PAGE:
Selecting plants for a sloped landscape is somewhat critical. Not all plants will thrive on a slope. And as is typical of most slopes, the soil is not the greatest; it is often filled with cobble, and/or lava cap (as noted), which minimizes the amount of actual soil. Therefore sloped landscapes require plants that are adaptive to such conditions, and have strong roots. Natives are good choices (except at the base of a slope, where it tends to be wetter than natives like), but an all native landscape can be “rough looking,” especially if landscaping around a pool where a more refined look is desirable. Fortunately for this landscape, the soil in Elk Grove is quite good; unlike that of Folsom, El Dorado, or parts of Roseville, Rocklin and Lincoln, where cobble can be at least 40% of the soil content.
Understanding the soil conditions is only part of the plant selection equation. You must also understand the plants themselves. Within your chosen theme, which plants will best adapt to a slope? Also some themes, such as the Tropical theme, are not given to “tough plants,” therefore the theme should be blended with a heartier theme like Mediterranean or Northern California. This is where the working plant knowledge of the landscaper plays a critical role. It is not too difficult to make a landscape look good right when it’s finished, especially if it was just dirt or overgrown plants before. But how will it look a year from now, two years, or three? Will the landscape thrive, or will it decline over the years? I am very grateful for my fifteen years in the wholesale nursery business that exposed me to a multitude of plants, and now allows me to adapt the plant selection not only according to the theme, but to the terrain as well.
As for bark, there is nothing better than shredded Redwood or Cedar, sometimes called “Gorilla hair.” It is nasty to work with, gets into your shirt, socks etc. but once it has been wet down, especially after several rains, nothing holds better. And night lights, as with plant selection, well … that’s an “in house secret,” but a properly lighted slope is beautiful, giving it an almost mystical dimension and beauty. Until next time,“Good Gardening”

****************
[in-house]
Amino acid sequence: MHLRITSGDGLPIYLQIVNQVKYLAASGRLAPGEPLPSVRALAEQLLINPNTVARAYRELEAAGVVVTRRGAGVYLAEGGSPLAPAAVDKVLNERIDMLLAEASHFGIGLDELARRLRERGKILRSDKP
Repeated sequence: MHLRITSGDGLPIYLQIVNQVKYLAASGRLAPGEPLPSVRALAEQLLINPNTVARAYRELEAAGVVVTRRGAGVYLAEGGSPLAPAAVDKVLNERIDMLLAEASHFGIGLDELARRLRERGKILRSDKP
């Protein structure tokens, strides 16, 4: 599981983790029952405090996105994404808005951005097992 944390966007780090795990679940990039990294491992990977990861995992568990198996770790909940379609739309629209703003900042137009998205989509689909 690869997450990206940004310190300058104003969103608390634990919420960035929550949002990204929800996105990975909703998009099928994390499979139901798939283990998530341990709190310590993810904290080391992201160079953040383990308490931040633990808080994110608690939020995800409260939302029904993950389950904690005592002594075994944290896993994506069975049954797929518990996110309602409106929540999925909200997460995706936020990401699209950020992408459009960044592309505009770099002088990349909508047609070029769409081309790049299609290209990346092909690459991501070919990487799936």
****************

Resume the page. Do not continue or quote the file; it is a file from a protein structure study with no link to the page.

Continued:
A very common plant, and often incorrectly used, is Lavender or Lavendula (its botanical name). Native to the Mediterranean region (mountains of Southern Europe) it is known for its fragrance, used for its medicinal qualities of relaxation and healing, and is found in soaps, facial creams and teas. The new flowers can be cut and dried and used in sachets and/or potpourri. With respect to its landscape qualities, it acts like a native requiring little care, but it does require good drainage. Because of its habit of spreading, and rooting as it spreads, it is a perfect candidate for sloped landscapes. There are many species, each with their distinct qualities. The English Lavenders are smaller in size (2’ by 2’), Spanish Lavenders are the medium growers (1 ½’ to 3’ height and width) and the French lavenders are the largest (approx. 4 ½’ by 4 ½’). Western Garden Book does a great job in breaking down the varieties within each of the three species, and there are more specie types that have been crossbred with the three listed, creating new variety types. Viewed in the picture is ‘Munstead,’ an English type Lavender. The most fragrant of all is a cross breed Lavender, called L.x intermedia ‘Grosso,’ a midrange grower, widely grown in France and Italy for its fragrance and oil, and makes a great flower for drying. Blessings.